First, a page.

After a devastating snowboarding accident that left him with a traumatic brain injury four years ago, Kevin Pearce is sure of two things: He rides differently and he has a new purpose in life.
“My biggest difficulty is my memory, my vision and my balance,” Pearce said during a phone interview from his home in California. “It affects everything I do. When I’m sitting still, I can see everything fine. When I’m snowboarding, I see double. When you see two of the jumps and have to pick which one to go off of, you have to be more cautious. With an impact to the brain, I can’t afford to be injured again.”
The 26-year-old champion snowboarder, who has endeared himself to fans not only for his skills but also for his close relationship with his brother, David, who has Down syndrome, will be the keynote speaker at the eighth annual Black Hills Brain Injury Conference May 8-9.
Pearce won three medals at the 2008 Winter X Games XII in Aspen, Colo., and was also the first athlete in X Games history to compete in three medal events in one day. He was in training in Park City, Utah, in 2009 for the Olympics when he attempted a new trick and fell on his head. He spent almost a month in a coma.
He has since been outspoken in his recovery, advocating for helmet use and education for traumatic brain injuries. The 2013 HBO documentary, “The Crash Reel,” chronicled his story of recovery.
“Now the purpose of my life is to help those who don’t have the means to find help after an injury or don’t know where to go to get help; that’s my new role,” he said.
He hopes to get that message across in Rapid City.
“I want it to be a message of hope and inspiration and possibility,” he said. “Whatever challenges you are faced with in life, you can overcome them. You can do a lot of good things with a bad situation.”
Traumatic brain injury is the second-most prevalent disability in America, said Ron Sasso, program director of the Brain Injury Rehabilitation Center. More than 10 million people have been diagnosed.
“The biggest problem is there’s a stigma,” he said. “People make the mistake of assuming the person isn’t as smart so the person doesn’t want to come out and say, ‘I’ve got a brain injury.’”
The truth, Sasso said, is that every brain injury is different because each person is different.
“They can be incredibly intelligent people,” he said. “They might have a genius IQ and have trouble retaining new information.”
The field is still progressing, he said, and they learn more every year. More wounded veterans are being properly diagnosed, as are students who have suffered injuries in sports like football.
“Concussions, just 10 years ago they were dismissed,” he said.
Melissa Johnson also will speak during the conference. Her husband, Sean, suffered a traumatic brain injury in Iraq in 2006 when he was struck with a mortar blast. He is now legally blind and struggles with post-traumatic stress disorder.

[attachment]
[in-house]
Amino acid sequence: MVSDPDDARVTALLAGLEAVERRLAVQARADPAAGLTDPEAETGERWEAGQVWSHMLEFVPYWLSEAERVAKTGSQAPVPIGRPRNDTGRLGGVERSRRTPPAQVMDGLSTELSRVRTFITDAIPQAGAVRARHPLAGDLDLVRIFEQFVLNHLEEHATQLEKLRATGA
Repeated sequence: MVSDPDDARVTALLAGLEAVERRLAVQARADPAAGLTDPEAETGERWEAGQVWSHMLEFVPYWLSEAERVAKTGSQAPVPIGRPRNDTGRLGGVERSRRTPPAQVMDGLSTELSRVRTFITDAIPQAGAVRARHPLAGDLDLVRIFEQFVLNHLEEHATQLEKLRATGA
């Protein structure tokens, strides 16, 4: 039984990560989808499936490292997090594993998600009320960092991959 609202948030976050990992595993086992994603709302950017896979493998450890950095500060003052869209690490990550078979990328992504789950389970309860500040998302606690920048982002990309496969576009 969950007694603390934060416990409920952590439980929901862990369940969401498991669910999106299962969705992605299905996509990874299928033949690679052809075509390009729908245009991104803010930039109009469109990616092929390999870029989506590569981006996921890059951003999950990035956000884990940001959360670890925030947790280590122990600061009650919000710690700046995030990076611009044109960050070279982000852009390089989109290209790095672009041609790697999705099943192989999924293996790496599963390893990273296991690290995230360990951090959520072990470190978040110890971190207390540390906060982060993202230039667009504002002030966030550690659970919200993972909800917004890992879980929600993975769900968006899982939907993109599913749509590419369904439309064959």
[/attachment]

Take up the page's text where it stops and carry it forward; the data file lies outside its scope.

In the beginning, “We felt very alone and isolated,” she said.
Their lives changed drastically.
“I was very frustrated,” she said. “I didn’t know what was wrong. I was discouraged. I was brokenhearted for the things we were losing: careers, goals, plans. At the same time, I felt the need to advocate for his care.”
Johnson, who lives with Sean in Aberdeen, quit her teaching job to become a certified caregiver through the Department of Veterans Affairs. Her mission now is to help other families.
“We have wanted to be a voice, not so much for our family, but for other families so no one has to feel that isolation,” she said. “We’ve learned so much about ourselves, how to cope and keep moving forward.”
The couple have found a community of other families who have experienced the same thing. They travel and Sean rides a tandem cycle. One of the turning points, she said, was during a visit to a psychologist.
“She asked, ‘What if this is it for the rest of your life?’” Johnson recalled. “I panicked at first, but that’s when I started to let go of the anger. Do we want to live like this for 50 years or are we going to make the most of it?”
Melissa Johnson has been named a fellow for the Elizabeth Dole Foundation and was at the White House two weeks ago when Michelle Obama, Jill Biden and Rosalynn Carter partnered with the foundation to announce their support for military family caregivers.
“It was a high point,” she said. “So many caregivers weren’t there, but knowing they had a voice on Capitol Hill and at the White House was so incredibly empowering.”
Pearce said he is surprised more people don’t share about their struggles with traumatic brain injuries because it has been such a big part of his healing.
“It’s crazy to me because there’s so much good I can do,” he said. “I almost get more satisfaction out of that than I did out of snowboarding. It’s been better for my soul to help people.”